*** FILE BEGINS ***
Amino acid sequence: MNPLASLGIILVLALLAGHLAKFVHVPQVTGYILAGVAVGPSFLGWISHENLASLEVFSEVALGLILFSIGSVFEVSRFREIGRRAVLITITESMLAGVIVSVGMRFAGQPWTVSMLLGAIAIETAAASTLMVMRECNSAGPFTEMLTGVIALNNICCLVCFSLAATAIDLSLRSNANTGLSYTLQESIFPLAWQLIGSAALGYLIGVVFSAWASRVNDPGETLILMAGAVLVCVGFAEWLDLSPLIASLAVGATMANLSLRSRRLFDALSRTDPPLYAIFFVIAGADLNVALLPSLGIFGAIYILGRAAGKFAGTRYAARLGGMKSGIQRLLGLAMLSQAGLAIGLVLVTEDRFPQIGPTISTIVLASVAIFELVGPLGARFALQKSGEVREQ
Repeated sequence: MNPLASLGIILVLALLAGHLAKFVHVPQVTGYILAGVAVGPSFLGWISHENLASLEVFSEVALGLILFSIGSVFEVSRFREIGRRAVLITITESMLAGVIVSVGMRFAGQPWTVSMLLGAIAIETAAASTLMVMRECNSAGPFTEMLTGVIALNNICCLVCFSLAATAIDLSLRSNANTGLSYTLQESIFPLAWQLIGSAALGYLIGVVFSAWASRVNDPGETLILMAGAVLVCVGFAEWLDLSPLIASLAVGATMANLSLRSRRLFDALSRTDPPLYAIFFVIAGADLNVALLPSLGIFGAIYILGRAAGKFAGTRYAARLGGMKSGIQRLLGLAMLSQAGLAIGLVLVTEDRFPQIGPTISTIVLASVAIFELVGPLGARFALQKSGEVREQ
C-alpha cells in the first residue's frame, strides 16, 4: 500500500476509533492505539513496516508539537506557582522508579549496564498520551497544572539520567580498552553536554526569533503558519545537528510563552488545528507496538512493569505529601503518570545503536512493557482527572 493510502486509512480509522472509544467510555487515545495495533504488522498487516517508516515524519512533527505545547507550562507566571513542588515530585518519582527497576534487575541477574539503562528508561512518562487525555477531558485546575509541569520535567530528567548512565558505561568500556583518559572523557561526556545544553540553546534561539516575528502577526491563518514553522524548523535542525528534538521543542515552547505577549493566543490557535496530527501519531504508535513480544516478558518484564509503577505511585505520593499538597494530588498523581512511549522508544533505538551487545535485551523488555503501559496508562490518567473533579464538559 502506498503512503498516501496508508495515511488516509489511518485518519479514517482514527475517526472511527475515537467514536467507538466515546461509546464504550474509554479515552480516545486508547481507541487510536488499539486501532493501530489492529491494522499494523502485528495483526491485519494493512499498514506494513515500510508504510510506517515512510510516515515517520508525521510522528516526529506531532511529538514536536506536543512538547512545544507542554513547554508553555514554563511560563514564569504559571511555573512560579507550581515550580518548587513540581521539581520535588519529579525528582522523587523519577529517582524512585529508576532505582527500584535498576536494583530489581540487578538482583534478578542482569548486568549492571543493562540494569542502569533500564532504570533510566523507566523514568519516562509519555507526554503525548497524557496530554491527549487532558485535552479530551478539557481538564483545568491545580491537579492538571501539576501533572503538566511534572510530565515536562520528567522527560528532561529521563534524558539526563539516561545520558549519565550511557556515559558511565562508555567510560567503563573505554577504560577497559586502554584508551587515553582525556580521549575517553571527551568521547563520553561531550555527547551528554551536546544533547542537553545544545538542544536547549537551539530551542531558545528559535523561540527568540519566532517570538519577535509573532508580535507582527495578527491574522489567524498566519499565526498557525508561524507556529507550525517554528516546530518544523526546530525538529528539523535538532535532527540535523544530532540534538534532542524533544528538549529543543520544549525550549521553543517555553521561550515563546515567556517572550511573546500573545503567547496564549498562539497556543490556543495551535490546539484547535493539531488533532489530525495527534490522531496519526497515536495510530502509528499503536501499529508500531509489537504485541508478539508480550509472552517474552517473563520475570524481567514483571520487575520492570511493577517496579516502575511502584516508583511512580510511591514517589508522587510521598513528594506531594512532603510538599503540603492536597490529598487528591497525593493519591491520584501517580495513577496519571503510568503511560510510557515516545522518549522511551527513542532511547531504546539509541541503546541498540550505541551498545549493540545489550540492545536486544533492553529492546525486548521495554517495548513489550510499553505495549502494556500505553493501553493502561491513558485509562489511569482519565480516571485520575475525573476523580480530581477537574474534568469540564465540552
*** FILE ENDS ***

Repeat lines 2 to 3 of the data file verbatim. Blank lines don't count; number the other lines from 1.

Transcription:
Repeated sequence: MNPLASLGIILVLALLAGHLAKFVHVPQVTGYILAGVAVGPSFLGWISHENLASLEVFSEVALGLILFSIGSVFEVSRFREIGRRAVLITITESMLAGVIVSVGMRFAGQPWTVSMLLGAIAIETAAASTLMVMRECNSAGPFTEMLTGVIALNNICCLVCFSLAATAIDLSLRSNANTGLSYTLQESIFPLAWQLIGSAALGYLIGVVFSAWASRVNDPGETLILMAGAVLVCVGFAEWLDLSPLIASLAVGATMANLSLRSRRLFDALSRTDPPLYAIFFVIAGADLNVALLPSLGIFGAIYILGRAAGKFAGTRYAARLGGMKSGIQRLLGLAMLSQAGLAIGLVLVTEDRFPQIGPTISTIVLASVAIFELVGPLGARFALQKSGEVREQ
C-alpha cells in the first residue's frame, strides 16, 4: 500500500476509533492505539513496516508539537506557582522508579549496564498520551497544572539520567580498552553536554526569533503558519545537528510563552488545528507496538512493569505529601503518570545503536512493557482527572 493510502486509512480509522472509544467510555487515545495495533504488522498487516517508516515524519512533527505545547507550562507566571513542588515530585518519582527497576534487575541477574539503562528508561512518562487525555477531558485546575509541569520535567530528567548512565558505561568500556583518559572523557561526556545544553540553546534561539516575528502577526491563518514553522524548523535542525528534538521543542515552547505577549493566543490557535496530527501519531504508535513480544516478558518484564509503577505511585505520593499538597494530588498523581512511549522508544533505538551487545535485551523488555503501559496508562490518567473533579464538559 502506498503512503498516501496508508495515511488516509489511518485518519479514517482514527475517526472511527475515537467514536467507538466515546461509546464504550474509554479515552480516545486508547481507541487510536488499539486501532493501530489492529491494522499494523502485528495483526491485519494493512499498514506494513515500510508504510510506517515512510510516515515517520508525521510522528516526529506531532511529538514536536506536543512538547512545544507542554513547554508553555514554563511560563514564569504559571511555573512560579507550581515550580518548587513540581521539581520535588519529579525528582522523587523519577529517582524512585529508576532505582527500584535498576536494583530489581540487578538482583534478578542482569548486568549492571543493562540494569542502569533500564532504570533510566523507566523514568519516562509519555507526554503525548497524557496530554491527549487532558485535552479530551478539557481538564483545568491545580491537579492538571501539576501533572503538566511534572510530565515536562520528567522527560528532561529521563534524558539526563539516561545520558549519565550511557556515559558511565562508555567510560567503563573505554577504560577497559586502554584508551587515553582525556580521549575517553571527551568521547563520553561531550555527547551528554551536546544533547542537553545544545538542544536547549537551539530551542531558545528559535523561540527568540519566532517570538519577535509573532508580535507582527495578527491574522489567524498566519499565526498557525508561524507556529507550525517554528516546530518544523526546530525538529528539523535538532535532527540535523544530532540534538534532542524533544528538549529543543520544549525550549521553543517555553521561550515563546515567556517572550511573546500573545503567547496564549498562539497556543490556543495551535490546539484547535493539531488533532489530525495527534490522531496519526497515536495510530502509528499503536501499529508500531509489537504485541508478539508480550509472552517474552517473563520475570524481567514483571520487575520492570511493577517496579516502575511502584516508583511512580510511591514517589508522587510521598513528594506531594512532603510538599503540603492536597490529598487528591497525593493519591491520584501517580495513577496519571503510568503511560510510557515516545522518549522511551527513542532511547531504546539509541541503546541498540550505541551498545549493540545489550540492545536486544533492553529492546525486548521495554517495548513489550510499553505495549502494556500505553493501553493502561491513558485509562489511569482519565480516571485520575475525573476523580480530581477537574474534568469540564465540552